WILLIAM APESS, EULOGY ON KING PHILIP (26 JANUARY 1836):
TEACHING AND LEARNING MATERIALS
A. Apess the historian. Apess makes it clear in the Eulogy that he knows a lot about European American histories of the colonial period. Indeed, he must do so, because his principal purpose in composing the Eulogy is to contest the dominant version of American history contained in those accounts. It has been suggested, however, that displaying his knowledge also has the advantage of enhancing his "ethos," to use a technical term from classical rhetoric that refers to the way the audience's perception of a speaker's character influences how they accept his or her words.
Discuss whether Apess's display of knowledge actually does enhance his ethos for you as his audience. Do you think a person must be familiar with the sources he cites in order to be favorably impressed? Do you think a person must be an American in order to be favorably impressed? Do you think that listeners or readers would react differently to this particular aspect of Apess's ethos depending upon their own ethnic or cultural identifications?
B. Apess the underdog.
Arguably, Apess was doing a very brave thing to get up in front of a largely
C. "Playing Indian." Louisa Jane Park's comments make clear that almost inevitably, Apess's audience would see him primarily as an Indian--not, for example, as a minister of God or as a political activist. Her comments also make clear that for some audience members, the more he fit their stereotype of what an "Indian" should be, the better they would like his presentation. Discuss whether you think Apess plays up his Indian identity in any way in this address, and discuss whether you think he is effective when/if he does so. Are there ethical issues involved--that is, would it be morally reprehensible for him to pretend to be more like the stereotype than he actually is, in order to reach his audience? You might also discuss whether you have had any experiences where you were expected to behave as a member of a particular group--what did you do? How did you feel? Be prepared to discuss and compare your responses.
D. King Philip, hero. Discuss whether you think Apess succeeds in making King Philip into an admirable leader who deserves a larger place in American history. What seem to be the criteria for heroic leadership that he is using? Do you agree with them?
A. Apess the historian, the underdog, the "pretend" Indian, the hero-maker. Write a reflective paper in which you argue for your own views about Apess and his rhetoric in relation to any of the questions discussed in the "Classroom Activities" section. When possible, compare and contrast with your own experience.
B. What is a eulogy? Write a paper in which you define the rhetorical genre of the eulogy. What are its typical components? What makes a good eulogy? You may illustrate your paper with examples of other eulogies you know about, either from your personal experience or from the historical record of famous eulogies (e.g., Abraham Lincoln's "Gettysburg Address" can be considered to be a eulogy).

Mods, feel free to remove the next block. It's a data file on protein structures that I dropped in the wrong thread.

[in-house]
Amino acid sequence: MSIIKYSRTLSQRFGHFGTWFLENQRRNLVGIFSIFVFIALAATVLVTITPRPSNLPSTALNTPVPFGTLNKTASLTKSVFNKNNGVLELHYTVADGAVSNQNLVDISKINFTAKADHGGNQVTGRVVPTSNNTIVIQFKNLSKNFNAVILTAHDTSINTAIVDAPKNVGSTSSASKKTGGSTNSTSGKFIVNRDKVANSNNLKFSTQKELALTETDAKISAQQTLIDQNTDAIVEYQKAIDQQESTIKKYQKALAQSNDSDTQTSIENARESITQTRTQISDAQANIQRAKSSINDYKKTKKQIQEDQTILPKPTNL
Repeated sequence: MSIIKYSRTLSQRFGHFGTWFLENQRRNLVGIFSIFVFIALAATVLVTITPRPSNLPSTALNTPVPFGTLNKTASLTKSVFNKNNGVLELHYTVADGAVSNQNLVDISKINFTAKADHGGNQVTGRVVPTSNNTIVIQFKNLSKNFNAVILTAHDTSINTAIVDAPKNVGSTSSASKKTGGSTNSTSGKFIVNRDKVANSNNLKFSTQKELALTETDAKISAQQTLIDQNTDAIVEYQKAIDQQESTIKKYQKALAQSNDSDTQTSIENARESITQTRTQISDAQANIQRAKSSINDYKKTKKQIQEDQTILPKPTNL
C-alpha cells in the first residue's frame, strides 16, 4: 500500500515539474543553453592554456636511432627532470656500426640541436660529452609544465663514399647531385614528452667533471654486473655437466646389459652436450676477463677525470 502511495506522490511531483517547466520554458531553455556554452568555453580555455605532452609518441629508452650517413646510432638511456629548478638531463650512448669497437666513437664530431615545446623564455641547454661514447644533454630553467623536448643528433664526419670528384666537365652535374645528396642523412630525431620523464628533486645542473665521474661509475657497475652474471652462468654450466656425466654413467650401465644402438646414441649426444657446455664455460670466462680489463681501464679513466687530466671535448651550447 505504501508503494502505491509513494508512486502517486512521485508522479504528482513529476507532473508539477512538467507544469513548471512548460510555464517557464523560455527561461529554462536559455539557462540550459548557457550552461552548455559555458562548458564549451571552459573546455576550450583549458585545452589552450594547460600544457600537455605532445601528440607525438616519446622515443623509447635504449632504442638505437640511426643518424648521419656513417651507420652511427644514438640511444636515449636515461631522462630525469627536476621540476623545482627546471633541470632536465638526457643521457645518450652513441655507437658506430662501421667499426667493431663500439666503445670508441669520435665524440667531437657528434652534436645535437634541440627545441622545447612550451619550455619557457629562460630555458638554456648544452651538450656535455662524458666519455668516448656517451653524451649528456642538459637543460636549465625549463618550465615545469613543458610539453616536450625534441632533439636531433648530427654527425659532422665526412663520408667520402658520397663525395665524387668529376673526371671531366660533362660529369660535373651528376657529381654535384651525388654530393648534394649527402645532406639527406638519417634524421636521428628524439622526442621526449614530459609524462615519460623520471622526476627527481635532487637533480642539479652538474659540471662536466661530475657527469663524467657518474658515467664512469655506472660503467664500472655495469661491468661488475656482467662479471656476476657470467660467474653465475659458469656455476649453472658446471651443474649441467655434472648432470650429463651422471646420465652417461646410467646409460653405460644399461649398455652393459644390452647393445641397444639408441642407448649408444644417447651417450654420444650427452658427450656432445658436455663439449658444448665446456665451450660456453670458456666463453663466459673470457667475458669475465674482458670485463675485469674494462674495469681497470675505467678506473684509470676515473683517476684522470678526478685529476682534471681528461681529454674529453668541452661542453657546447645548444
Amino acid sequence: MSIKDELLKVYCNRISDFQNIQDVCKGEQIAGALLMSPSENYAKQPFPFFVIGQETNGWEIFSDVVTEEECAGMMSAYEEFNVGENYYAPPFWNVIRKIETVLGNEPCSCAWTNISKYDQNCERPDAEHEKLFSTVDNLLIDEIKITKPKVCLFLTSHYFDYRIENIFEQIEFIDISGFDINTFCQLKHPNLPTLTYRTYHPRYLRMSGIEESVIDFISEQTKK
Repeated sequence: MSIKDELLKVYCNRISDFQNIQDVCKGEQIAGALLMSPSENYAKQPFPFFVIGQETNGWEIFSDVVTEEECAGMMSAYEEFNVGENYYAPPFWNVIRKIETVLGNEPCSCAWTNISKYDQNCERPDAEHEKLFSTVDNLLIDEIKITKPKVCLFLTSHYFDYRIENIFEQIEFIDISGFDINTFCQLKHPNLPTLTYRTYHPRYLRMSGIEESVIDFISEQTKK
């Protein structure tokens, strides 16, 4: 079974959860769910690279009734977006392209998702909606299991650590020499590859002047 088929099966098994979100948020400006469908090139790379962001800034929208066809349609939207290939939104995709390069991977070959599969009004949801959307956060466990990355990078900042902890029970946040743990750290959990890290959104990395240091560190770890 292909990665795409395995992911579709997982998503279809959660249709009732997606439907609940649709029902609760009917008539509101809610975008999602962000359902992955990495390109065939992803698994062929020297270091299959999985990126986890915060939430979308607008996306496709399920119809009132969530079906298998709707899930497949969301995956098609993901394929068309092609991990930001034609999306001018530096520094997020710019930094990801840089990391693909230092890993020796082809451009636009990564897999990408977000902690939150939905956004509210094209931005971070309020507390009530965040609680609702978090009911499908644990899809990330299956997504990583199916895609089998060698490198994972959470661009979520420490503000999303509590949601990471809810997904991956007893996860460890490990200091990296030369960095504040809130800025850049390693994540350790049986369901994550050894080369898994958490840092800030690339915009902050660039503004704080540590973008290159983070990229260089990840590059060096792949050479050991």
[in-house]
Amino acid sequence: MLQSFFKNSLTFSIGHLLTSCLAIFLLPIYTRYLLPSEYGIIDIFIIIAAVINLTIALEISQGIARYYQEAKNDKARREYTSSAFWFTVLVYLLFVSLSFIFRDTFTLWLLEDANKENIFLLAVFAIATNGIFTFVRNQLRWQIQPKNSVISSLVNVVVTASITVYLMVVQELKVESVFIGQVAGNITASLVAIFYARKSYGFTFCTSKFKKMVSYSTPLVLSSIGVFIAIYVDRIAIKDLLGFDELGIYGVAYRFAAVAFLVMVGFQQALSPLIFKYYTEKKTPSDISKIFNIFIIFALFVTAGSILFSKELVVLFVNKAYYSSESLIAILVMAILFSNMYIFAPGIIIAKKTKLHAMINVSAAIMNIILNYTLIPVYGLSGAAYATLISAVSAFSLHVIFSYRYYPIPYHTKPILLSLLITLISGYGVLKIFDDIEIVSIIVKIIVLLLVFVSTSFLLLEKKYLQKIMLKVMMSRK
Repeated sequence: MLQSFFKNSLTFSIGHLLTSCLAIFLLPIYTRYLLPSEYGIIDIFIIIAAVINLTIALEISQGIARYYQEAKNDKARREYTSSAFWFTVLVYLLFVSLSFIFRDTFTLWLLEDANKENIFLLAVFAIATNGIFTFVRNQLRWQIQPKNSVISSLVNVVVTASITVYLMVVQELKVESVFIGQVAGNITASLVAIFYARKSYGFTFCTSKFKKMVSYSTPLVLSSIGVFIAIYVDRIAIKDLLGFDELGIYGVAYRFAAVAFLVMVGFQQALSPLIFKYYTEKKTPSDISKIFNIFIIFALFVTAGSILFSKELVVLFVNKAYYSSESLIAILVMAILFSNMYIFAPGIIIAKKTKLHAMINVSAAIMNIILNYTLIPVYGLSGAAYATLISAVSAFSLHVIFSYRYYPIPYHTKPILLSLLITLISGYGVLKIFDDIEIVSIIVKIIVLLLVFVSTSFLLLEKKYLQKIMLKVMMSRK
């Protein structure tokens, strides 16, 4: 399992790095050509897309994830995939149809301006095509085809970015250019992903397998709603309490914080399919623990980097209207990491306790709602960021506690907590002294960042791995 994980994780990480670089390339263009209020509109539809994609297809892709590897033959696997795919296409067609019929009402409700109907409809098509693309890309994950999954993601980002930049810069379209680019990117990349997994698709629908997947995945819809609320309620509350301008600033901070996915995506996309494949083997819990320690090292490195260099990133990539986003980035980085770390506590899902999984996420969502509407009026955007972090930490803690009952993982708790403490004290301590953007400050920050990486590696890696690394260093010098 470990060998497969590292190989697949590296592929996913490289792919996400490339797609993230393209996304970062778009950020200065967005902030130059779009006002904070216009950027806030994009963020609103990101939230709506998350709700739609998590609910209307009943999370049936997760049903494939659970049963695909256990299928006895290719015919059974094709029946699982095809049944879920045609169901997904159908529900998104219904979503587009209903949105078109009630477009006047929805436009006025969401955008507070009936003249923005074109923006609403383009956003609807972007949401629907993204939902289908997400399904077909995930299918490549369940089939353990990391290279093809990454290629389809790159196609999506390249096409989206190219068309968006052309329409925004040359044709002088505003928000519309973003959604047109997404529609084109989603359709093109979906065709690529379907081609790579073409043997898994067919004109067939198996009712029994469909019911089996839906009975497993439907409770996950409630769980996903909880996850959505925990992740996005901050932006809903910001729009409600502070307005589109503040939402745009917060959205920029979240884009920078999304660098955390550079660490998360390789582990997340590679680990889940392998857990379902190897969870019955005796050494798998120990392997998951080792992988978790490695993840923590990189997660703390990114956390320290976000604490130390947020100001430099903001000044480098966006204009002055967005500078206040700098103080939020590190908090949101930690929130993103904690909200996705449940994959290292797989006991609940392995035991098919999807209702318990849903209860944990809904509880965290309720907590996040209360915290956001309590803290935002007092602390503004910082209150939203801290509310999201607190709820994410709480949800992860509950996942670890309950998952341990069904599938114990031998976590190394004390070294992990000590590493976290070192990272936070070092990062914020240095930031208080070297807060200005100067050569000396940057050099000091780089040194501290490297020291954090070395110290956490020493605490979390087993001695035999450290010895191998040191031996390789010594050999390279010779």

C. Evaluation of Apess's Eulogy. Analyze Apess's Eulogy as a eulogy: in what ways is it typical, or not typical, of the genre? Should it be considered to be a good example of a eulogy?
D. "Eulogy on ------." Identify a person whom you believe deserves recognition for outstanding good qualities, and write a eulogy honoring him or her. Options: choose a historical personage who has been slighted, quote some of the works that do not do him or her justice, and refute them as Apess does with the sources on King Philip. Or, choose someone you know personally, a family member, teacher, community leader, etc., and explain why you think this person deserves honor (for purposes of this assignment, you might compose a eulogy for someone who is still alive). Or, you might choose any of these possible subjects, and instead of playing it straight, exaggerate your praise of the person to the point that you make it clear that you believe that in fact, he or she deserves opprobrium, not honor.
E. Indian Historical
Contexts for the Eulogy. Learning
more about the complex Indian historical contexts of Apess's work could become
a class research project. Teams of several students could research and report
on each of the following topics that provide more information about American
Indian-European American relations from the time of the first extensive
settlements of English people in
American Indian religion in
· the Pequot War
· King Philip's War
· the French and Indian War
· the Reverend John Eliot and the "Praying Indian" towns
Benjamin Franklin's "Remarks Concerning the
the Cherokee battle to retain their lands in
· Other essays and stories about Indians by Lydia Maria Child
· James Fenimore Cooper's The Wept of Wish-ton-Wish